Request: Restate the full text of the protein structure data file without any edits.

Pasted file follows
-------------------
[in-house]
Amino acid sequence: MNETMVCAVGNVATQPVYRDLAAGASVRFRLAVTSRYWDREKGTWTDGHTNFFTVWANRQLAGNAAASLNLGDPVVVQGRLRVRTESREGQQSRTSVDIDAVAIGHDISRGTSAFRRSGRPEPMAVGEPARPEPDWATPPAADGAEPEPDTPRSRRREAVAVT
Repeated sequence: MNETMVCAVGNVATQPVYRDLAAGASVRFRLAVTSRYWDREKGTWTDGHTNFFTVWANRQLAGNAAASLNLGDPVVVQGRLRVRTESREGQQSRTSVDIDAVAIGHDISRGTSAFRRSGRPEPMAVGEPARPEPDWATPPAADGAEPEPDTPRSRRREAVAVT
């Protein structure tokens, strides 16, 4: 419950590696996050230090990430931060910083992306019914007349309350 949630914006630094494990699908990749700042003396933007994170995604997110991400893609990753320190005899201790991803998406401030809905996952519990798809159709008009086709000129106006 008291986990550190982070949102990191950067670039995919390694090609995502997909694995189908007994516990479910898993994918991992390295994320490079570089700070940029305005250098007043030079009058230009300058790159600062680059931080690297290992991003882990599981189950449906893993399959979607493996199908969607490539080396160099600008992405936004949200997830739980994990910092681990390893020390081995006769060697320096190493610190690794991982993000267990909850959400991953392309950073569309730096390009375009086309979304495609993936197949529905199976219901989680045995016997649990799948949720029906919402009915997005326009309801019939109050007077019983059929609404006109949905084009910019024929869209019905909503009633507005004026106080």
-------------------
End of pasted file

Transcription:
[in-house]
Amino acid sequence: MNETMVCAVGNVATQPVYRDLAAGASVRFRLAVTSRYWDREKGTWTDGHTNFFTVWANRQLAGNAAASLNLGDPVVVQGRLRVRTESREGQQSRTSVDIDAVAIGHDISRGTSAFRRSGRPEPMAVGEPARPEPDWATPPAADGAEPEPDTPRSRRREAVAVT
Repeated sequence: MNETMVCAVGNVATQPVYRDLAAGASVRFRLAVTSRYWDREKGTWTDGHTNFFTVWANRQLAGNAAASLNLGDPVVVQGRLRVRTESREGQQSRTSVDIDAVAIGHDISRGTSAFRRSGRPEPMAVGEPARPEPDWATPPAADGAEPEPDTPRSRRREAVAVT
């Protein structure tokens, strides 16, 4: 419950590696996050230090990430931060910083992306019914007349309350 949630914006630094494990699908990749700042003396933007994170995604997110991400893609990753320190005899201790991803998406401030809905996952519990798809159709008009086709000129106006 008291986990550190982070949102990191950067670039995919390694090609995502997909694995189908007994516990479910898993994918991992390295994320490079570089700070940029305005250098007043030079009058230009300058790159600062680059931080690297290992991003882990599981189950449906893993399959979607493996199908969607490539080396160099600008992405936004949200997830739980994990910092681990390893020390081995006769060697320096190493610190690794991982993000267990909850959400991953392309950073569309730096390009375009086309979304495609993936197949529905199976219901989680045995016997649990799948949720029906919402009915997005326009309801019939109050007077019983059929609404006109949905084009910019024929869209019905909503009633507005004026106080």